There was more going on in the admissions area for patients suffering from fever. Two dozen men and women were crowding in the lobby. Nurses in protective suits, with plastic shields in front of their faces, took down people’s information. A 40-year-old accompanying his friend told us that everything was happening in a speedy and orderly fashion, adding that they had arrived half-an-hour earlier and that his friend’s blood had already been taken.
We also went to the Hankou train station to have a look at the situation there. The first woman we spoke to was a nurse-in-training. She said she was doing an internship in the municipal lung clinic and told us she was at the station to change her ticket so she could go home today instead of tomorrow. The situation in the hospital where she worked was tense, she said, with too many people sick with the virus and too few beds. Her advice: “Don’t stay too long.”
The only place in the city that was truly empty was the large Huanan Market, where just a short time before, shoppers could buy fish, crabs, chickens and other animals. The market is the epidemic’s epicenter, with the first people infected with the virus coming from the area around the market -- residents and wildlife handlers. It was allegedly also possible to buy wolf puppies, snakes and civet cats here, but the stalls had lain empty behind grates and shutters for weeks. The sidewalks in front of the market are empty.
It is not so easy to describe the atmosphere hovering over the city. There was a nervousness in the air, but we also saw people without facemasks. The traffic wasn’t as dense as one would expect this time of year, but the city wasn’t at a standstill either. It was as if the city was in a state of limbo. As if the people were bracing for impact.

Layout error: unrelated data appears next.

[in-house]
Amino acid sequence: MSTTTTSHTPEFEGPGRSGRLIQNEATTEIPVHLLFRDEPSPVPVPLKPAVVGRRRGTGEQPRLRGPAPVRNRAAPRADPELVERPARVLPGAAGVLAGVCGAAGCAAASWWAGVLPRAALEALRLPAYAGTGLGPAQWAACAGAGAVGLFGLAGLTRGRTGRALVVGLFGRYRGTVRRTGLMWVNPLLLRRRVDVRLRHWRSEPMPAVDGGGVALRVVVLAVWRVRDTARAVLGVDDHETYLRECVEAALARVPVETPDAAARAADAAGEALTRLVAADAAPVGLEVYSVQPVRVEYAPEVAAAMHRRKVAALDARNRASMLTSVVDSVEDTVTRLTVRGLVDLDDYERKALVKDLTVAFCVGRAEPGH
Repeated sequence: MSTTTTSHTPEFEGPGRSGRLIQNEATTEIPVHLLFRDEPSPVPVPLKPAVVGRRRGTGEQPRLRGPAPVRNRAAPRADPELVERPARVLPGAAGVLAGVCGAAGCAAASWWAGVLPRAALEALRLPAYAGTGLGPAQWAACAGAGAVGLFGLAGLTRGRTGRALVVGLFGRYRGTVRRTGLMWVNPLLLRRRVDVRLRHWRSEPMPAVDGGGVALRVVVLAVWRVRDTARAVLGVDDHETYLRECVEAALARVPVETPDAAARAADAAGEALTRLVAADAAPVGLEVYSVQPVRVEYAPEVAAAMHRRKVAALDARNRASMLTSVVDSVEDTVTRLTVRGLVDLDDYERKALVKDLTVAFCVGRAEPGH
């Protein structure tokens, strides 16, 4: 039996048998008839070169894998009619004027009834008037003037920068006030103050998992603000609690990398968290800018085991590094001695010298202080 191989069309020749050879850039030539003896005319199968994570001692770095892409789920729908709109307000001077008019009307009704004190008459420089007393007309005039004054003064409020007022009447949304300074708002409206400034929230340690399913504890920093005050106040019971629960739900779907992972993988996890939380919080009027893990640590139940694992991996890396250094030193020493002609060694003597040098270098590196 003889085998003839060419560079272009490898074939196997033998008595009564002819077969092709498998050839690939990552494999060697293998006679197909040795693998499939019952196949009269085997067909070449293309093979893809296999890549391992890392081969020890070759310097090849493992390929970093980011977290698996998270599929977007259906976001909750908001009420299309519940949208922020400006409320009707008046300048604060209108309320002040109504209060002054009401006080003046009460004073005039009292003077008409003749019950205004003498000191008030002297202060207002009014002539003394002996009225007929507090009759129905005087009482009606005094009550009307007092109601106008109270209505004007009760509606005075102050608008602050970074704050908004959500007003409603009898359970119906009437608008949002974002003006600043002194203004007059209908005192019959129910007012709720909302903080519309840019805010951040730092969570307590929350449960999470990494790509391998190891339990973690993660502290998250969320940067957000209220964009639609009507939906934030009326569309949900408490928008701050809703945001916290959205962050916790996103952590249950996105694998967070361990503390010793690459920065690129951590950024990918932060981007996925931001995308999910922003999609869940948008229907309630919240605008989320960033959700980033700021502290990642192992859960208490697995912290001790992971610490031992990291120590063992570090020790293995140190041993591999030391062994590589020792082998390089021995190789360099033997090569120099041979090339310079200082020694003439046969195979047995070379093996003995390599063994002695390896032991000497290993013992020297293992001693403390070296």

The article you are reading originally appeared in German in issue 05/2020 (January 25, 2020) of DER SPIEGEL.
The authorities announced at two in the morning on Thursday -- while the city, including us, were sleeping – that Wuhan would be cordoned off. In the morning, we had to make a decision. Should we try to get out by car? But even if we managed to get out of the city in time, would we be allowed to continue driving with a Wuhan license plate? We decided to head to the airport, even though we had no tickets. All planes leaving Wuhan before 10 a.m. were full. Slowly, our fear of being locked in with 11 million people, many of whom carried the virus, grew.
After 15 minutes, we managed to stop a taxi. The driver didn’t turn on the meter, instead demanding 200 yuan, or about 26 euros -- twice as much as we had paid for the same journey the day before. When we arrived at the airport, a column of black police vehicles was parked in front of the departure terminal with their blue lights flashing. The government, it seemed, would not tolerate any trouble raised by passengers that had been rejected from flights.
The departure board showed a lot of red, with most of the flights having been cancelled. Dandan directed me to the Xiamen Air check-in desk. While walking, she bought two tickets on her smartphone for the 11:05 flight to Xining, the capital of Qinghai province, in the west of the country. Flights to Beijing were no longer taking off. The employee gave us two boarding passes and told us we could exchange them if the plane was grounded.
We ended up making it to our seats. The plane was most likely one of the last to leave Wuhan that day. We managed to escape the cordon. One hour after lockdown.